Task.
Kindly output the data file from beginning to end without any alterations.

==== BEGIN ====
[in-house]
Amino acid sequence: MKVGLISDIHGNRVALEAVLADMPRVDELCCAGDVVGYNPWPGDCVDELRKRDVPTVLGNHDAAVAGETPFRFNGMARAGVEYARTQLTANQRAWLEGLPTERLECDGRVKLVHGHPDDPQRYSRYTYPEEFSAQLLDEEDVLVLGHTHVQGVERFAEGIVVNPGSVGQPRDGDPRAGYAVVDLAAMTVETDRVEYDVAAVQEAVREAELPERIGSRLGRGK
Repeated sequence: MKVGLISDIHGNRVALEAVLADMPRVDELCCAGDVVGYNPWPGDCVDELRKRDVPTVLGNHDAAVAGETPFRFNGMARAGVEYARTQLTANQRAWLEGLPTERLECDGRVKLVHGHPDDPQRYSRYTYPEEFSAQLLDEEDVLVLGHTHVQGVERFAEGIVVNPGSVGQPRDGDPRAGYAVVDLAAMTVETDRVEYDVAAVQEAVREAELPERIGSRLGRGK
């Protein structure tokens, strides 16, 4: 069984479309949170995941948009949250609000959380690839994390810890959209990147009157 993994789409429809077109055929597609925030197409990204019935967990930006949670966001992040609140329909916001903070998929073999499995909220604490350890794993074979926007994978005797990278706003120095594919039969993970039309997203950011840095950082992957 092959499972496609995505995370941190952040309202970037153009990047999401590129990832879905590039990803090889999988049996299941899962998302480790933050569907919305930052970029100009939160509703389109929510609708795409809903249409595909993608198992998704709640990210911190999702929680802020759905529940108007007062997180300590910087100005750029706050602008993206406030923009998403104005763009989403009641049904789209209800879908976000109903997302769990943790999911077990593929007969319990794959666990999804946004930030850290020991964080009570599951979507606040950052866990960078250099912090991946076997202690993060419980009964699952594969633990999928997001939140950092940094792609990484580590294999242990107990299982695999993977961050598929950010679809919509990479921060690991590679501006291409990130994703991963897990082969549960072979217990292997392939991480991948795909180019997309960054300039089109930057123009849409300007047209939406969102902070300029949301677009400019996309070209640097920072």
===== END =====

[in-house]
Amino acid sequence: MKVGLISDIHGNRVALEAVLADMPRVDELCCAGDVVGYNPWPGDCVDELRKRDVPTVLGNHDAAVAGETPFRFNGMARAGVEYARTQLTANQRAWLEGLPTERLECDGRVKLVHGHPDDPQRYSRYTYPEEFSAQLLDEEDVLVLGHTHVQGVERFAEGIVVNPGSVGQPRDGDPRAGYAVVDLAAMTVETDRVEYDVAAVQEAVREAELPERIGSRLGRGK
Repeated sequence: MKVGLISDIHGNRVALEAVLADMPRVDELCCAGDVVGYNPWPGDCVDELRKRDVPTVLGNHDAAVAGETPFRFNGMARAGVEYARTQLTANQRAWLEGLPTERLECDGRVKLVHGHPDDPQRYSRYTYPEEFSAQLLDEEDVLVLGHTHVQGVERFAEGIVVNPGSVGQPRDGDPRAGYAVVDLAAMTVETDRVEYDVAAVQEAVREAELPERIGSRLGRGK
């Protein structure tokens, strides 16, 4: 069984479309949170995941948009949250609000959380690839994390810890959209990147009157 993994789409429809077109055929597609925030197409990204019935967990930006949670966001992040609140329909916001903070998929073999499995909220604490350890794993074979926007994978005797990278706003120095594919039969993970039309997203950011840095950082992957 092959499972496609995505995370941190952040309202970037153009990047999401590129990832879905590039990803090889999988049996299941899962998302480790933050569907919305930052970029100009939160509703389109929510609708795409809903249409595909993608198992998704709640990210911190999702929680802020759905529940108007007062997180300590910087100005750029706050602008993206406030923009998403104005763009989403009641049904789209209800879908976000109903997302769990943790999911077990593929007969319990794959666990999804946004930030850290020991964080009570599951979507606040950052866990960078250099912090991946076997202690993060419980009964699952594969633990999928997001939140950092940094792609990484580590294999242990107990299982695999993977961050598929950010679809919509990479921060690991590679501006291409990130994703991963897990082969549960072979217990292997392939991480991948795909180019997309960054300039089109930057123009849409300007047209939406969102902070300029949301677009400019996309070209640097920072």